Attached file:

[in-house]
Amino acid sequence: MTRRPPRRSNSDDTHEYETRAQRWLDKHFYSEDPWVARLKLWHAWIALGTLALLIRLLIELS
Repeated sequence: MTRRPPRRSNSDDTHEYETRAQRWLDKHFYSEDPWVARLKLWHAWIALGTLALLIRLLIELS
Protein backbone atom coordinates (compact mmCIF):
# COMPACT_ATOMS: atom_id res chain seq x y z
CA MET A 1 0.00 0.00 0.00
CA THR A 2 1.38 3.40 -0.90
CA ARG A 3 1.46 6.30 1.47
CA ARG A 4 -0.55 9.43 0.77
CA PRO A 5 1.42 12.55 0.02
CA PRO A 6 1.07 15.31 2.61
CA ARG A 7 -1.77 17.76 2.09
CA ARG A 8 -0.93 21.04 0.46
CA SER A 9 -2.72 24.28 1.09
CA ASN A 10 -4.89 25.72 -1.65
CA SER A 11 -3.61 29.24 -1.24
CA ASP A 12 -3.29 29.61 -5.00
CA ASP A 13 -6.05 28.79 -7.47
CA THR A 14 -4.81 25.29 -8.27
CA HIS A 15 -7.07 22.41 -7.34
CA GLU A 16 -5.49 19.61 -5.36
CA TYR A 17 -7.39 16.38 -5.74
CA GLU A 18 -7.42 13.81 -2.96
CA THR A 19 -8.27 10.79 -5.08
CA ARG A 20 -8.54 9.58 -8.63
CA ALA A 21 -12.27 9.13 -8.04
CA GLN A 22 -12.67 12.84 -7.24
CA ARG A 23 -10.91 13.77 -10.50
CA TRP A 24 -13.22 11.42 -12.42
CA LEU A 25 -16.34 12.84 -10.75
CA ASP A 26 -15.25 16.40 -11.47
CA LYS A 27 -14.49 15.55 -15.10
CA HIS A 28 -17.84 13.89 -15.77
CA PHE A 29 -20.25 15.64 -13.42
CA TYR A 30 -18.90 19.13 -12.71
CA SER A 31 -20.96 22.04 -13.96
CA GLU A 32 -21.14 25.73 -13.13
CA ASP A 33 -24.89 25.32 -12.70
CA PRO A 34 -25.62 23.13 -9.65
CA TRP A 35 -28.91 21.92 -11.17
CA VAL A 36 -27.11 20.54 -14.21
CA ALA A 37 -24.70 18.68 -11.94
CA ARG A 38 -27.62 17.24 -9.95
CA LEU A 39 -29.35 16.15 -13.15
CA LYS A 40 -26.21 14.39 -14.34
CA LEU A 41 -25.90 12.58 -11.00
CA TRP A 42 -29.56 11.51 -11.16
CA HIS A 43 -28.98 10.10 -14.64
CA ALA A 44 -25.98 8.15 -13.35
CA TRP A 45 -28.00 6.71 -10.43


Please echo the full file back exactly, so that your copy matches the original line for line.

[in-house]
Amino acid sequence: MTRRPPRRSNSDDTHEYETRAQRWLDKHFYSEDPWVARLKLWHAWIALGTLALLIRLLIELS
Repeated sequence: MTRRPPRRSNSDDTHEYETRAQRWLDKHFYSEDPWVARLKLWHAWIALGTLALLIRLLIELS
Protein backbone atom coordinates (compact mmCIF):
# COMPACT_ATOMS: atom_id res chain seq x y z
CA MET A 1 0.00 0.00 0.00
CA THR A 2 1.38 3.40 -0.90
CA ARG A 3 1.46 6.30 1.47
CA ARG A 4 -0.55 9.43 0.77
CA PRO A 5 1.42 12.55 0.02
CA PRO A 6 1.07 15.31 2.61
CA ARG A 7 -1.77 17.76 2.09
CA ARG A 8 -0.93 21.04 0.46
CA SER A 9 -2.72 24.28 1.09
CA ASN A 10 -4.89 25.72 -1.65
CA SER A 11 -3.61 29.24 -1.24
CA ASP A 12 -3.29 29.61 -5.00
CA ASP A 13 -6.05 28.79 -7.47
CA THR A 14 -4.81 25.29 -8.27
CA HIS A 15 -7.07 22.41 -7.34
CA GLU A 16 -5.49 19.61 -5.36
CA TYR A 17 -7.39 16.38 -5.74
CA GLU A 18 -7.42 13.81 -2.96
CA THR A 19 -8.27 10.79 -5.08
CA ARG A 20 -8.54 9.58 -8.63
CA ALA A 21 -12.27 9.13 -8.04
CA GLN A 22 -12.67 12.84 -7.24
CA ARG A 23 -10.91 13.77 -10.50
CA TRP A 24 -13.22 11.42 -12.42
CA LEU A 25 -16.34 12.84 -10.75
CA ASP A 26 -15.25 16.40 -11.47
CA LYS A 27 -14.49 15.55 -15.10
CA HIS A 28 -17.84 13.89 -15.77
CA PHE A 29 -20.25 15.64 -13.42
CA TYR A 30 -18.90 19.13 -12.71
CA SER A 31 -20.96 22.04 -13.96
CA GLU A 32 -21.14 25.73 -13.13
CA ASP A 33 -24.89 25.32 -12.70
CA PRO A 34 -25.62 23.13 -9.65
CA TRP A 35 -28.91 21.92 -11.17
CA VAL A 36 -27.11 20.54 -14.21
CA ALA A 37 -24.70 18.68 -11.94
CA ARG A 38 -27.62 17.24 -9.95
CA LEU A 39 -29.35 16.15 -13.15
CA LYS A 40 -26.21 14.39 -14.34
CA LEU A 41 -25.90 12.58 -11.00
CA TRP A 42 -29.56 11.51 -11.16
CA HIS A 43 -28.98 10.10 -14.64
CA ALA A 44 -25.98 8.15 -13.35
CA TRP A 45 -28.00 6.71 -10.43